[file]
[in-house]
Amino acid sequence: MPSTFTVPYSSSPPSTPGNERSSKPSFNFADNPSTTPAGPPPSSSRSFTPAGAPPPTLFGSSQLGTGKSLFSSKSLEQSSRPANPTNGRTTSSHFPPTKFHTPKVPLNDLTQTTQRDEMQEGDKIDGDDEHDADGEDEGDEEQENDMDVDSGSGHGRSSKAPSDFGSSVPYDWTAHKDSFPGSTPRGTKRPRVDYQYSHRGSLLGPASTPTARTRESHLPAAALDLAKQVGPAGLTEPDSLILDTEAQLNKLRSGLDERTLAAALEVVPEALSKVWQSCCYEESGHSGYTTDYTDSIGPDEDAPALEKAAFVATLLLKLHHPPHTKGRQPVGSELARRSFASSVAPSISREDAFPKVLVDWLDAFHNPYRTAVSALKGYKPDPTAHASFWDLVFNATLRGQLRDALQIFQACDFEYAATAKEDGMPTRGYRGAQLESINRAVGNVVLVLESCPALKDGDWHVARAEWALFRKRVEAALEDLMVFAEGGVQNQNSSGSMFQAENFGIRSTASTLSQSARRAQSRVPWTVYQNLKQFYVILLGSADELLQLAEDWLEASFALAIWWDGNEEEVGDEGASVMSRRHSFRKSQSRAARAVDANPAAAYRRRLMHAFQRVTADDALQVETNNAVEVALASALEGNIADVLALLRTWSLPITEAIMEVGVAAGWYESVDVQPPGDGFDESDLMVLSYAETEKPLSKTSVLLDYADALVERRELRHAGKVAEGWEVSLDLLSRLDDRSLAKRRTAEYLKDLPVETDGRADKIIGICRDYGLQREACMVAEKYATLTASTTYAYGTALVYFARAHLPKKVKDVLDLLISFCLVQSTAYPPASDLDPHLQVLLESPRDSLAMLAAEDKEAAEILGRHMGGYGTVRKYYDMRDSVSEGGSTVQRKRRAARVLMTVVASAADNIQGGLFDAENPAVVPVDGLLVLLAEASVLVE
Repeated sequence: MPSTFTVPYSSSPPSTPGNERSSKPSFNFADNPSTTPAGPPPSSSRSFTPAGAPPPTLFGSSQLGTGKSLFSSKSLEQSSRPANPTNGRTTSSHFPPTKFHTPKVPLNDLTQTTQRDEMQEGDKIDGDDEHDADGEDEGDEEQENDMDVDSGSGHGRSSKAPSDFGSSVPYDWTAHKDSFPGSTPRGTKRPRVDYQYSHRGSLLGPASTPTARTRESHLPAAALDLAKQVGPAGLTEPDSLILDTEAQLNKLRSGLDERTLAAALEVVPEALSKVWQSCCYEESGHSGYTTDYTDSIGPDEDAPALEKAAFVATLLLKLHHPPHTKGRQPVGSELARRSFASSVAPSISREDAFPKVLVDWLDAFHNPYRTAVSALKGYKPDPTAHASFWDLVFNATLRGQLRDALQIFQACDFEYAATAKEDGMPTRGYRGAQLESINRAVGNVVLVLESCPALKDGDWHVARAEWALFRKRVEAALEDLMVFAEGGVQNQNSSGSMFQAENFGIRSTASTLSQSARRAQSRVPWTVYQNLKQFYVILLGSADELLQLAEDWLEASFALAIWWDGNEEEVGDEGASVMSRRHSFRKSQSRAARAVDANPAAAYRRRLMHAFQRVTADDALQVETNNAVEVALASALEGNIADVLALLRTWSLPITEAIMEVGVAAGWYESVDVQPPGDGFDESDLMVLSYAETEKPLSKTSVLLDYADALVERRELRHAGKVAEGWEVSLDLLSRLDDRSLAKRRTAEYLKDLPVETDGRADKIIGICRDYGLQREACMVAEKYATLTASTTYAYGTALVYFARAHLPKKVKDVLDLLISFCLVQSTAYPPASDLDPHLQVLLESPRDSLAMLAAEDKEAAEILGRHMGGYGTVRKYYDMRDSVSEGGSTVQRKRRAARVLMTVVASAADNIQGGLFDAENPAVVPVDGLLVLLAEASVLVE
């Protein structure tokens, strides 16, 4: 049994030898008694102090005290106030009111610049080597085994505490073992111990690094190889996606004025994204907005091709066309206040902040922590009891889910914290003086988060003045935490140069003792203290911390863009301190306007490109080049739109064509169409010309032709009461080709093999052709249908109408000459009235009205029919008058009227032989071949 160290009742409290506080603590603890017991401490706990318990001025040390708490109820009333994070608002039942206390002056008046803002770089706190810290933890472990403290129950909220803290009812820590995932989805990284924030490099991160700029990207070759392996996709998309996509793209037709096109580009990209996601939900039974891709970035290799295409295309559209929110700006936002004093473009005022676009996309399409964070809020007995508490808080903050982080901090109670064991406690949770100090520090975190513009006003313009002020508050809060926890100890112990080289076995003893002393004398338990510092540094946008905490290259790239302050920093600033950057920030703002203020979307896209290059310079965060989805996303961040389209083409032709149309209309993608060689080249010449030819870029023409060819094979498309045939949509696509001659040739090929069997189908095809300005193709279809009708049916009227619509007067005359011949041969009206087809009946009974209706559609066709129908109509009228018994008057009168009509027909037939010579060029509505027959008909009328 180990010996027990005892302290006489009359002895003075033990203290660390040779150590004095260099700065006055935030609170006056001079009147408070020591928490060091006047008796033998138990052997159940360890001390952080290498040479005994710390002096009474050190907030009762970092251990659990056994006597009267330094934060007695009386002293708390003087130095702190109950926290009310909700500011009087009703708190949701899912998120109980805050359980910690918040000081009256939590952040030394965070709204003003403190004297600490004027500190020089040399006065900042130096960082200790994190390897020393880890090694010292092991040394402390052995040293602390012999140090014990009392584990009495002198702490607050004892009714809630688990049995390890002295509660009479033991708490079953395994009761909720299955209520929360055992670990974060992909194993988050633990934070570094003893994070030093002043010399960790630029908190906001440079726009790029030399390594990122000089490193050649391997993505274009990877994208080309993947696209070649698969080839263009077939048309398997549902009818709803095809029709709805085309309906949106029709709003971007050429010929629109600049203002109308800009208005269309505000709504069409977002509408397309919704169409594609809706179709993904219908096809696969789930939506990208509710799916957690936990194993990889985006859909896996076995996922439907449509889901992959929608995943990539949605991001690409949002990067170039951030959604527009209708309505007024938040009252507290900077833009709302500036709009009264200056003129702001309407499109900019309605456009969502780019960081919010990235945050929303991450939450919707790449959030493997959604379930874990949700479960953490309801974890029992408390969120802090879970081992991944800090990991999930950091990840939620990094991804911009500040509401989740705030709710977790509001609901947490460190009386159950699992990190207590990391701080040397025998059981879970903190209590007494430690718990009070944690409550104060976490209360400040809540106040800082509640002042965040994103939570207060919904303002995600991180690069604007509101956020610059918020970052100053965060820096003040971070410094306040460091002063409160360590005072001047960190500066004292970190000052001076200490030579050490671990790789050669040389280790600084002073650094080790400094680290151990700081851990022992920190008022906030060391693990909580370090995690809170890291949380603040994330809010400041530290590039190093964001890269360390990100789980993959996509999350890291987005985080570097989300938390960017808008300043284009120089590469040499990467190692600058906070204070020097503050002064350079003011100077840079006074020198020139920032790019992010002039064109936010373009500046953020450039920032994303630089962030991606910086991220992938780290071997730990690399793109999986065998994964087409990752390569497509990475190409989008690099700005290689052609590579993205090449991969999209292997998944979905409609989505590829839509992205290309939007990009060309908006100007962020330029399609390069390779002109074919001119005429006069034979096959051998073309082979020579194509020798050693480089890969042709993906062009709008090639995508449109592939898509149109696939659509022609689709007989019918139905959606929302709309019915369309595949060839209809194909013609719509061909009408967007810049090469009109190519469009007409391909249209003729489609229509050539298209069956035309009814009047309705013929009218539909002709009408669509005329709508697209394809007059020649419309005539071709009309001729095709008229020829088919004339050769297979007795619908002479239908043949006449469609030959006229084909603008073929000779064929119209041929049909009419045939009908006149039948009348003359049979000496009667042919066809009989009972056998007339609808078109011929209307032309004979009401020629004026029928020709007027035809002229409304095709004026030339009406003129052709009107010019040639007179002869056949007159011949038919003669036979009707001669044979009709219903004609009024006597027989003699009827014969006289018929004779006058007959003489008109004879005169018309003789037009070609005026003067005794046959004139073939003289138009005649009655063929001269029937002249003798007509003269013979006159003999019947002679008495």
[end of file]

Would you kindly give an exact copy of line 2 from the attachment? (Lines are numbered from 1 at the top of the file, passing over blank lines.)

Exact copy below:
Amino acid sequence: MPSTFTVPYSSSPPSTPGNERSSKPSFNFADNPSTTPAGPPPSSSRSFTPAGAPPPTLFGSSQLGTGKSLFSSKSLEQSSRPANPTNGRTTSSHFPPTKFHTPKVPLNDLTQTTQRDEMQEGDKIDGDDEHDADGEDEGDEEQENDMDVDSGSGHGRSSKAPSDFGSSVPYDWTAHKDSFPGSTPRGTKRPRVDYQYSHRGSLLGPASTPTARTRESHLPAAALDLAKQVGPAGLTEPDSLILDTEAQLNKLRSGLDERTLAAALEVVPEALSKVWQSCCYEESGHSGYTTDYTDSIGPDEDAPALEKAAFVATLLLKLHHPPHTKGRQPVGSELARRSFASSVAPSISREDAFPKVLVDWLDAFHNPYRTAVSALKGYKPDPTAHASFWDLVFNATLRGQLRDALQIFQACDFEYAATAKEDGMPTRGYRGAQLESINRAVGNVVLVLESCPALKDGDWHVARAEWALFRKRVEAALEDLMVFAEGGVQNQNSSGSMFQAENFGIRSTASTLSQSARRAQSRVPWTVYQNLKQFYVILLGSADELLQLAEDWLEASFALAIWWDGNEEEVGDEGASVMSRRHSFRKSQSRAARAVDANPAAAYRRRLMHAFQRVTADDALQVETNNAVEVALASALEGNIADVLALLRTWSLPITEAIMEVGVAAGWYESVDVQPPGDGFDESDLMVLSYAETEKPLSKTSVLLDYADALVERRELRHAGKVAEGWEVSLDLLSRLDDRSLAKRRTAEYLKDLPVETDGRADKIIGICRDYGLQREACMVAEKYATLTASTTYAYGTALVYFARAHLPKKVKDVLDLLISFCLVQSTAYPPASDLDPHLQVLLESPRDSLAMLAAEDKEAAEILGRHMGGYGTVRKYYDMRDSVSEGGSTVQRKRRAARVLMTVVASAADNIQGGLFDAENPAVVPVDGLLVLLAEASVLVE